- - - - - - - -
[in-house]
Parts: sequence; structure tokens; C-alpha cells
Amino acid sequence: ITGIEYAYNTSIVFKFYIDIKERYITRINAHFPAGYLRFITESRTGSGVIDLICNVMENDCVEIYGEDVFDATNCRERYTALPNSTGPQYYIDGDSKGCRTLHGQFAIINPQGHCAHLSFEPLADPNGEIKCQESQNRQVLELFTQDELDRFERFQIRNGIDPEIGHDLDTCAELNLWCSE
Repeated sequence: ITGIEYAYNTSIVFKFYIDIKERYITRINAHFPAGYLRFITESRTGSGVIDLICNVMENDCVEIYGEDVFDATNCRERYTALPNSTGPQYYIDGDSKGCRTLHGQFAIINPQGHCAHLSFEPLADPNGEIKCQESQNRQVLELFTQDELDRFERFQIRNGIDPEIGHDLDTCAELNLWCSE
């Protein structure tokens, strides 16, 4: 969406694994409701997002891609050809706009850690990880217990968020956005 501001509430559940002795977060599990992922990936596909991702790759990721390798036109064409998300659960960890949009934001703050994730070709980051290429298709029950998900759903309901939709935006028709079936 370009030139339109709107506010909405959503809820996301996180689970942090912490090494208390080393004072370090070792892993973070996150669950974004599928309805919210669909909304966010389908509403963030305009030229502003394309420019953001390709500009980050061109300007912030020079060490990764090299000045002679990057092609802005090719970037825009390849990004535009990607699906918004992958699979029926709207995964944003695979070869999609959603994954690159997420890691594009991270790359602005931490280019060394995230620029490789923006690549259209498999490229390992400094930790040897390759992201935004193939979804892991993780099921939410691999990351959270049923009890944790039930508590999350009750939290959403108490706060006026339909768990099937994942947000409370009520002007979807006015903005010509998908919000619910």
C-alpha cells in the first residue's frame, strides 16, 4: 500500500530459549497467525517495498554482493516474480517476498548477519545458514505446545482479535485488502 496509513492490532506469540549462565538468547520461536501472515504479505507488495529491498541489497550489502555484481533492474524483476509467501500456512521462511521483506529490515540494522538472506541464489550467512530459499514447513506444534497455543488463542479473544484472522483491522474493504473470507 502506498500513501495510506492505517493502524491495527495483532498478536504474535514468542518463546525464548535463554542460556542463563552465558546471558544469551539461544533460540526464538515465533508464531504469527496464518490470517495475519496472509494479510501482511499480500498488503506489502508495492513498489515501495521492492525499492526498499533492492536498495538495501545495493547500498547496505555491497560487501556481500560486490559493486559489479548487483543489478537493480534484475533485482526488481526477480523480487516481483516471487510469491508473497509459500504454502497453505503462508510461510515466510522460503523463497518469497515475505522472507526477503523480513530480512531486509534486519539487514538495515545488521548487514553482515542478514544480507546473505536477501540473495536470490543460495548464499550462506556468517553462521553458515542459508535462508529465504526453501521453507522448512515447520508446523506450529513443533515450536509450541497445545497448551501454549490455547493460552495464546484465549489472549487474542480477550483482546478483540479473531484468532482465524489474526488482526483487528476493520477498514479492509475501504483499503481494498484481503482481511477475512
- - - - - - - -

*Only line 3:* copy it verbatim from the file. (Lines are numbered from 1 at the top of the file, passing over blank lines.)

Amino acid sequence: ITGIEYAYNTSIVFKFYIDIKERYITRINAHFPAGYLRFITESRTGSGVIDLICNVMENDCVEIYGEDVFDATNCRERYTALPNSTGPQYYIDGDSKGCRTLHGQFAIINPQGHCAHLSFEPLADPNGEIKCQESQNRQVLELFTQDELDRFERFQIRNGIDPEIGHDLDTCAELNLWCSE